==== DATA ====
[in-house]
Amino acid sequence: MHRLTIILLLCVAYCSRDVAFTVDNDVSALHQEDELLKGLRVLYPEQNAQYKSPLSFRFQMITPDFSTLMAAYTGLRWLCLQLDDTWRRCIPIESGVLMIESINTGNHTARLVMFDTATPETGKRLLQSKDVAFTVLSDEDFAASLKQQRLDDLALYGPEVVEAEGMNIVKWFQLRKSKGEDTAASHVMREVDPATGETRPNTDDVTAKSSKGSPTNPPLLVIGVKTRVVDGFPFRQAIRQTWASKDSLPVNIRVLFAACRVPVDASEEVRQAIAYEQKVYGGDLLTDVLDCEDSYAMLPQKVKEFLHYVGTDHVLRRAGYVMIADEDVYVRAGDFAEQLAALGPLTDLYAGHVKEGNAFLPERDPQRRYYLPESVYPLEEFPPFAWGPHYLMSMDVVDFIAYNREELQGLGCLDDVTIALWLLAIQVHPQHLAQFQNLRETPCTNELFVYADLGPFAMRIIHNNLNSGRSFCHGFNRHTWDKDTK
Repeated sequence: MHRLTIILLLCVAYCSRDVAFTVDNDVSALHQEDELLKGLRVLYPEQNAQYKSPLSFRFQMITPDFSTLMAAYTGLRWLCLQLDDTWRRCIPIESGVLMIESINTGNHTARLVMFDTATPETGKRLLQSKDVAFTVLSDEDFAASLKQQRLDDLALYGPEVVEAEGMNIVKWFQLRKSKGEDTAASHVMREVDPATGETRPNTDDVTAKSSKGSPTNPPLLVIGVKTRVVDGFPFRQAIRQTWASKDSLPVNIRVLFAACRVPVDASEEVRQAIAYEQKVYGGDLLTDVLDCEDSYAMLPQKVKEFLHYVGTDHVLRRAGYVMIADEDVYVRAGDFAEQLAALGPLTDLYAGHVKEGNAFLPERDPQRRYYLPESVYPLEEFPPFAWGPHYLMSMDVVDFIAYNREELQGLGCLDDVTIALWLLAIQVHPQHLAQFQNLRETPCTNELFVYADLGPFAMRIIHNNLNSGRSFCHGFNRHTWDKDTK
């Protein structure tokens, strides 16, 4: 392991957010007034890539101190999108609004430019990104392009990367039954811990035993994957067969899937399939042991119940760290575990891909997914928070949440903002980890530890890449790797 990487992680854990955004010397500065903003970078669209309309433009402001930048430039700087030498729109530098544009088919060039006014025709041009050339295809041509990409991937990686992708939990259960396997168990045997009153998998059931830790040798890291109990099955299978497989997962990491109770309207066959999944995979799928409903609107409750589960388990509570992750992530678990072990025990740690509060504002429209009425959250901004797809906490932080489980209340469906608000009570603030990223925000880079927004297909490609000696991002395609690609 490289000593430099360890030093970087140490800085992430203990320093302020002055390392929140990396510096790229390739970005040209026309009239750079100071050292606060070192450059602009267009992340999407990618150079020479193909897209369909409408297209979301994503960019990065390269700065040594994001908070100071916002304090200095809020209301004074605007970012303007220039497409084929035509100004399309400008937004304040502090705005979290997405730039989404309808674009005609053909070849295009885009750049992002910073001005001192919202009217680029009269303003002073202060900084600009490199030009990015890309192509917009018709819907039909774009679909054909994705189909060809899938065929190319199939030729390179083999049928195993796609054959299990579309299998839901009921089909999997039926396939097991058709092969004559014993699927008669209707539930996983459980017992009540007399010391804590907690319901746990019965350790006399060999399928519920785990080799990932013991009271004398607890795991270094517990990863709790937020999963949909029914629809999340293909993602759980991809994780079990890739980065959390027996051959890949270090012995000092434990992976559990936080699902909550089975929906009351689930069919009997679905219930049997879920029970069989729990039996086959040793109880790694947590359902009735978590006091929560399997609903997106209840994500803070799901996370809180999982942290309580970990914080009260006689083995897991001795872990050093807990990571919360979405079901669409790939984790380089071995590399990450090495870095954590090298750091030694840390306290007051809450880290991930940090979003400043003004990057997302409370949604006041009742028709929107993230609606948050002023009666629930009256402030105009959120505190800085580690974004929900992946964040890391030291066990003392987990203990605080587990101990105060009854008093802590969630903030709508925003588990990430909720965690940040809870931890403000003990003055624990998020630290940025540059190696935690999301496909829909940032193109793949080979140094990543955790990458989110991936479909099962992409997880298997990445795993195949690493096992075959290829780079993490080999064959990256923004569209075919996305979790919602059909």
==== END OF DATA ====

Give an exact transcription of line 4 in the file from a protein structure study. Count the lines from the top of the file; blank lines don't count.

């Protein structure tokens, strides 16, 4: 392991957010007034890539101190999108609004430019990104392009990367039954811990035993994957067969899937399939042991119940760290575990891909997914928070949440903002980890530890890449790797 990487992680854990955004010397500065903003970078669209309309433009402001930048430039700087030498729109530098544009088919060039006014025709041009050339295809041509990409991937990686992708939990259960396997168990045997009153998998059931830790040798890291109990099955299978497989997962990491109770309207066959999944995979799928409903609107409750589960388990509570992750992530678990072990025990740690509060504002429209009425959250901004797809906490932080489980209340469906608000009570603030990223925000880079927004297909490609000696991002395609690609 490289000593430099360890030093970087140490800085992430203990320093302020002055390392929140990396510096790229390739970005040209026309009239750079100071050292606060070192450059602009267009992340999407990618150079020479193909897209369909409408297209979301994503960019990065390269700065040594994001908070100071916002304090200095809020209301004074605007970012303007220039497409084929035509100004399309400008937004304040502090705005979290997405730039989404309808674009005609053909070849295009885009750049992002910073001005001192919202009217680029009269303003002073202060900084600009490199030009990015890309192509917009018709819907039909774009679909054909994705189909060809899938065929190319199939030729390179083999049928195993796609054959299990579309299998839901009921089909999997039926396939097991058709092969004559014993699927008669209707539930996983459980017992009540007399010391804590907690319901746990019965350790006399060999399928519920785990080799990932013991009271004398607890795991270094517990990863709790937020999963949909029914629809999340293909993602759980991809994780079990890739980065959390027996051959890949270090012995000092434990992976559990936080699902909550089975929906009351689930069919009997679905219930049997879920029970069989729990039996086959040793109880790694947590359902009735978590006091929560399997609903997106209840994500803070799901996370809180999982942290309580970990914080009260006689083995897991001795872990050093807990990571919360979405079901669409790939984790380089071995590399990450090495870095954590090298750091030694840390306290007051809450880290991930940090979003400043003004990057997302409370949604006041009742028709929107993230609606948050002023009666629930009256402030105009959120505190800085580690974004929900992946964040890391030291066990003392987990203990605080587990101990105060009854008093802590969630903030709508925003588990990430909720965690940040809870931890403000003990003055624990998020630290940025540059190696935690999301496909829909940032193109793949080979140094990543955790990458989110991936479909099962992409997880298997990445795993195949690493096992075959290829780079993490080999064959990256923004569209075919996305979790919602059909």